Pangraph is an idea for a vector graphics language suited to hand-coding and for embedding in a panscript web page. It follows much the same inspiration as panscript and is intended to be a dialect of it, just as SVG is a dialect of XML. The panscript environment is intended to be more unified and more human-readable than the XML/HTML world, in fact it is comparable to Wikitext and a pangraph image can be coded into a wiki page alongside the written text.
I'm sketching out the basics without reference to the present panscript syntax. The idea is to then compare the two syntaxes and pick the best features of both for a unified language.
SVG is the current standard web language for human-readable graphic files, but it has some serious issues with human readability. Firstly, it inherits the code salad issue which is one of the reasons that HTML5 sucks: semantic, positional and styling information use wildly differing semantics, essentially making it three incompatible languages rolled together, and the structural semantics are verbose to the point of obscuriity. Panscript is my overarching proposal to fix the web and, ultimately, the digital user workspace.
A key element of panscript is the idea of code re-use, exemplified by the transclusion of code in the MediaWiki content server.
Pangraph therefore has three inspirations, as:
A pangraph image may be parsed to svg by a web server, for example using an XSLT style sheet. What panscript does for the web as a whole, pangraph does for vector graphics.
Code essentially comprises two things: objects and metadata. Another fundamental concept is that of size.
Metadata includes all the stuff typically found in html <head> and <!-- --> (comment) containers, i.e. anything that is not directly related to the displayed content.
Everything else, whether rendered or not, is a graphic object. There are a handful of primary object classes, such as lines and fills. Everything else is a property of a primary object, including embedded (e.g. grouped) objects, and embedded or linked executables (methods).
Many things such as guides, connectors, layers and so on are just primary objects with special properties such as stickiness, transparency and so on.
pangraph does not insist on absolute sizes of anything. You can scale everything relative to the frame it finds itself in. All such positioning measurements are made in "pangraph units". The larger of the horizontal and vertical drawing dimensions is deemed to be 1,000 pangraph units, the shorter is reduced in proportion. For finer resolutions, decimals are used.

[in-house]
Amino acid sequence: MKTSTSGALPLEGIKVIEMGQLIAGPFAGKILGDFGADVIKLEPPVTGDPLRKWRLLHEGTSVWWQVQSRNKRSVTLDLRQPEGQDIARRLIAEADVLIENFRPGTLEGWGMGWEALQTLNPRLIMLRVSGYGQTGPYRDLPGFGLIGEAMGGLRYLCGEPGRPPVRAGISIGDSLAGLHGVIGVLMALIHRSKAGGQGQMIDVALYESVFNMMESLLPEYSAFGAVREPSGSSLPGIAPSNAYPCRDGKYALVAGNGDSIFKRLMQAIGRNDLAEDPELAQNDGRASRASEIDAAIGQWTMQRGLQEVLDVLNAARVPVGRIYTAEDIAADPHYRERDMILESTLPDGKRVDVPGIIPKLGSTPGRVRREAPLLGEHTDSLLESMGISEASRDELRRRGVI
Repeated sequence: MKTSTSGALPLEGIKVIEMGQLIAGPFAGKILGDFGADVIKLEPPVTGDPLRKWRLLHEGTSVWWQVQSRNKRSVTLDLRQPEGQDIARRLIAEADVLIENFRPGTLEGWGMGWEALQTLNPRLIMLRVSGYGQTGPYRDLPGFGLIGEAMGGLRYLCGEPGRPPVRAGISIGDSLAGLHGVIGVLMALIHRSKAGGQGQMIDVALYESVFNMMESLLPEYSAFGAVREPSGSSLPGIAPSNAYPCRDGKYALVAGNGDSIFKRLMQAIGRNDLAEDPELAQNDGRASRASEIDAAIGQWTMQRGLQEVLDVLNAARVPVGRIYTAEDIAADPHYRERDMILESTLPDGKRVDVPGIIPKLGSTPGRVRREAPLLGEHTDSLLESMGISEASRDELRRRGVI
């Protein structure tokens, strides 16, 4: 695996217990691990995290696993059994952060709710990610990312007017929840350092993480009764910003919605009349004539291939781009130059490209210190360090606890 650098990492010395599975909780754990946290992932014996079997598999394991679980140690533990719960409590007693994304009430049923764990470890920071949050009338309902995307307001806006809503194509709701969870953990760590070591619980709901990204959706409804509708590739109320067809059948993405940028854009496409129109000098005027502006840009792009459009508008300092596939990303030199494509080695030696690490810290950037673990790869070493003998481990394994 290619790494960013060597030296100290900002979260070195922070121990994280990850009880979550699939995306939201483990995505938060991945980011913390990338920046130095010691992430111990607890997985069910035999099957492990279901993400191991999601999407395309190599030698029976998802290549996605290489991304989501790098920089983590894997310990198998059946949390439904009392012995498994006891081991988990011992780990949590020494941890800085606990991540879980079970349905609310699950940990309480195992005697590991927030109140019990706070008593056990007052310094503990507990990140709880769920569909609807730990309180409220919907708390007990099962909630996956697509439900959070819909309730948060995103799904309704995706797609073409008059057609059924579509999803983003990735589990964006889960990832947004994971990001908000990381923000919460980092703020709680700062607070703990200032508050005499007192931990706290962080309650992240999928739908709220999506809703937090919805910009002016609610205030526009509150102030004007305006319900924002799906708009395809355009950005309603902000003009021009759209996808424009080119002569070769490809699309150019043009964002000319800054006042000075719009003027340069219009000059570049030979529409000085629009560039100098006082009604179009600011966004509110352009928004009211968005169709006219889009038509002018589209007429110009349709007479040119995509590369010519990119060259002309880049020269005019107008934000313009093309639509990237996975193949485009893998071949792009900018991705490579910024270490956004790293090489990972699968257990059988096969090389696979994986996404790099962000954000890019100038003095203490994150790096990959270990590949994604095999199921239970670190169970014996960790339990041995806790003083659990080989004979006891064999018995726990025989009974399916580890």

However, you can use fixed units if you need to, for example to ensure uniform font and line weight when several images are displayed at different scalings, or to fix the drawing size when flowing text around it.
There are only a few primary object classes, perhaps surprisingly few:
Typical properties include:
Many common object classes are primary types with specific properties defined, such as:
Other common classes comprise a primary type with a specific second type embedded:
Like wikitext, pangraph uses easily-found characters, simple repetition and short strings. Candidate characters for the most common uses are:
, . ; ' # / [ ]
Maybe I ought to use one of these for the metadata container.
Metadata includes anything that is not directly related to the displayed content such as declarations, comments and so on. In pangraph it can take two related formats:
A single line is denoted by an initial ! character, and terminated by an end-of-line, <cr><lf>, or similar:
! This is a single line of metadata or comment.
Multiple lines are delineated by a
!! ... !! container:
!! This is a multiple-line set of metadata or comments or whatever. It can contain: [t /c pangraph code snippets, that will not be executed, /c ]t <p>Bits'n'bobs in other languages, that will not be executed,</p> white space and anything else !!
Objects are delimited by a
[x ... ]x container, where x is the object class:
[t This is a simple text object ]t
The container markup provides the same functionality as an XML container such as
<text> ... </text> but is quicker to type and less cluttered to read.
Updated 11 June 2016